Cryonics & Cryogenics News and Discussions

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Cryonics & Cryogenics News and Discussions

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Nap Quest: How Suspended Animation Could Fuel Space Exploration

May 31st 2021

In space, no one can hear you sleep — but it’s possible that alarms could one day wake astronauts on alien worlds hundreds or thousands of light years away. This is the promise and potential of suspended animation, sometimes called human hibernation or “cryosleep.” While it’s still (mostly) the stuff of science fiction, new advancements in snooze-related science could turn this into a tired-and-true method for space exploration.

[...]

Both NASA and the European Space Agency (ESA) have begun preliminary research into cryosleep solutions. But how exactly would this suspended snooze-fest work?

It all starts with torpor, a hypermetabolic state already seen in animals such as hummingbirds that significantly reduces their body temperature and, in turn, the amount of energy required to keep their bodies alive. While torpor bears similarities to true hibernation, including lowered body temperatures and slowed processes, torpor cycles typically require daily food foraging. Meanwhile, hibernation relies on increased resource consumption prior to deep sleep but is associated with much longer periods of reduced activity. Successful snooze-based solutions for astronauts are about splitting the difference.

“If we were able to reduce an astronaut’s basic metabolic rate by 75% — similar to what we can observe in nature with large hibernating animals such as certain bears — we could end up with substantial mass and cost savings, making long-duration exploration missions more feasible,” notes Dr. Jennifer Ngo-Anh, a research team leader for the ESA study. If humans could be put into a state of controlled torpor that reduced consumption needs without requiring the massive pre-feed to sustain hibernation, it could be our ticket to the stars.

The good news? This idea isn’t just science fiction. Controlled hibernation has been used to help improve recovery after serious events, such as gunshot wounds, and reduce the risk of brain damage during surgery. In practice, this requires the slow decrease of internal body temperature.

Read more: https://now.northropgrumman.com/nap-que ... ploration/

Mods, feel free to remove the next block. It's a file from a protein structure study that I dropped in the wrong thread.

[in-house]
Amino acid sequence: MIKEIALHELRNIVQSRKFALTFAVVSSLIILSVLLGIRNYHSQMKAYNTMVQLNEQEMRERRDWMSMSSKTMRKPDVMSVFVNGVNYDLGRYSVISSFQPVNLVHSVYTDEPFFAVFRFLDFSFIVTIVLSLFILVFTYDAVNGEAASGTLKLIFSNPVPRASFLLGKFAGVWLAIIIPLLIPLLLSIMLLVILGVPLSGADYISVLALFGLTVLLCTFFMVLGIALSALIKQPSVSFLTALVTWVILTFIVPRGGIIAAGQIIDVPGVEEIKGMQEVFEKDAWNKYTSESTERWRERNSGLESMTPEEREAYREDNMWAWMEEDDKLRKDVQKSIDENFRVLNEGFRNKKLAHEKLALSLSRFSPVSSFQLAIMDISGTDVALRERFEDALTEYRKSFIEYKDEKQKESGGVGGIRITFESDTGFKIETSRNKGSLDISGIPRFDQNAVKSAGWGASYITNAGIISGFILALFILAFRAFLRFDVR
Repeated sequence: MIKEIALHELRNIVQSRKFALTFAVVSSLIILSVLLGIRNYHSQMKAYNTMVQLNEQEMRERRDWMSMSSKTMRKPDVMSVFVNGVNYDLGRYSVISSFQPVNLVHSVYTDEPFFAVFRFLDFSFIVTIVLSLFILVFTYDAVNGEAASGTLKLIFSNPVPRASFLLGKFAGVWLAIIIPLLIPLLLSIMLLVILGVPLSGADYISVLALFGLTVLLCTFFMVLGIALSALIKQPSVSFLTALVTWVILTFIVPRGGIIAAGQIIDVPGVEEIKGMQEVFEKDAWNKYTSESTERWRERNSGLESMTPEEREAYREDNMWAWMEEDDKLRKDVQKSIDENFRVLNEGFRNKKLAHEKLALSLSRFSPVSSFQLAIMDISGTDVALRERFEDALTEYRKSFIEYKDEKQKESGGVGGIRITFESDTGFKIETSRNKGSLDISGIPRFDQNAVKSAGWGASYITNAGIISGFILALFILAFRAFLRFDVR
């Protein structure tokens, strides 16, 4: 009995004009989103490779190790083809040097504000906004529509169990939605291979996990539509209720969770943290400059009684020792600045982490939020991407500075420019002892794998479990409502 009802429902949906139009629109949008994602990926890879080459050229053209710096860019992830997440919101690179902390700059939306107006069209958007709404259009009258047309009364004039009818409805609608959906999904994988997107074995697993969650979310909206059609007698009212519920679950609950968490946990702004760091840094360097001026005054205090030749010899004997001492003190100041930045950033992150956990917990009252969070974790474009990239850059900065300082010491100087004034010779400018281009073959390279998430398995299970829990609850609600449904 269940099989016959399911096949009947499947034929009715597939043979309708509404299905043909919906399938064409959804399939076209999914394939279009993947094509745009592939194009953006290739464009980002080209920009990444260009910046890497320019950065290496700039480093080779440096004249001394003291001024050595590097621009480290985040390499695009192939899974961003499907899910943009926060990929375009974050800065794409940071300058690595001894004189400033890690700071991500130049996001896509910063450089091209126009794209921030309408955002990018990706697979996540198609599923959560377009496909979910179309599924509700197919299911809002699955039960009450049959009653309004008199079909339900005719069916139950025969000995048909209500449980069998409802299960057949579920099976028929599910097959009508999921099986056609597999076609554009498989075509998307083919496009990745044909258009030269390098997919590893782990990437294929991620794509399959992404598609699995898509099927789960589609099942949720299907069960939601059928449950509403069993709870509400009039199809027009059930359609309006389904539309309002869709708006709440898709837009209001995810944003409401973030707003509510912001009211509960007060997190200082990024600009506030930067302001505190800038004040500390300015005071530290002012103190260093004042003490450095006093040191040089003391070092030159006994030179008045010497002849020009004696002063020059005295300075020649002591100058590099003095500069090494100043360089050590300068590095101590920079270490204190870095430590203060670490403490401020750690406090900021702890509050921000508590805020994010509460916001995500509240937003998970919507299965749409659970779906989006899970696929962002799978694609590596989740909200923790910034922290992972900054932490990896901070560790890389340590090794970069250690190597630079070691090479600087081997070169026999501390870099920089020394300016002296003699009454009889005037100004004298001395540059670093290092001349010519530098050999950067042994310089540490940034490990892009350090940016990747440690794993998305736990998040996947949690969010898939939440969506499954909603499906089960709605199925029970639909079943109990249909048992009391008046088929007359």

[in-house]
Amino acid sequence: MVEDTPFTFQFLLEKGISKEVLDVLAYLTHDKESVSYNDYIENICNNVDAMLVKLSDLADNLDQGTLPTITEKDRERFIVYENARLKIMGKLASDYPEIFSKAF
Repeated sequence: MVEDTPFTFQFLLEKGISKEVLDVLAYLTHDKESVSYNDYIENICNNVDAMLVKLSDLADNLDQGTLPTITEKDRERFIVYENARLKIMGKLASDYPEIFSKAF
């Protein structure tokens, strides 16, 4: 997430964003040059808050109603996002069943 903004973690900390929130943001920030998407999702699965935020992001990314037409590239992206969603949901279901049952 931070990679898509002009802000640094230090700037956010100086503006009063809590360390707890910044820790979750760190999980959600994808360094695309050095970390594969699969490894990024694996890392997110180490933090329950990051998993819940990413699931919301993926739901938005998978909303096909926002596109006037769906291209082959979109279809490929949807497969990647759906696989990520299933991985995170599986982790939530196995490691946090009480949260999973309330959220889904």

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Frozen eggs and sperm storage limit increased to 55 years

44 minutes ago

Storage limits for eggs, sperm and embryos will go up to 55 years under government plans that ministers say will give people greater choice over when to start a family.

Health Secretary Sajid Javid said the current limit of 10 years was "severely restrictive."

Modern freezing techniques mean eggs can be stored indefinitely without deterioration, research from the Royal College of Obstetricians has suggested.

The plans need parliamentary approval.

The Department for Health said there would be extra conditions around third party donors and use of a person's frozen cells after they have died.

https://www.bbc.co.uk/news/health-58456832
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New cryopreservation technique revives heart tissue after three days

18th October 2021

Researchers at the University of California, Berkeley, have successfully revived human heart tissue after it had been preserved in a subfreezing, supercooled state for up to three days.

[...]

By preserving cardiac tissue at a constant volume in a rigid isochoric chamber, researchers managed to prevent the formation of ice crystals that could have damaged the micro heart muscle cells. They examined the structural integrity of the heart cells and whether the tissue retained normal functions, such as autonomous beating, and responsiveness to drugs and external electrical stimuli. Tests confirmed that their method – which they call "isochoric supercooling" – had not altered the structural integrity of the heart tissue, nor did it significantly affect the beat rate or beat waveform.

[...]

In the longer term, the researchers believe their new cooling and revival technique will be scaled up to full organs.

Read more: https://www.futuretimeline.net/blog/202 ... meline.htm


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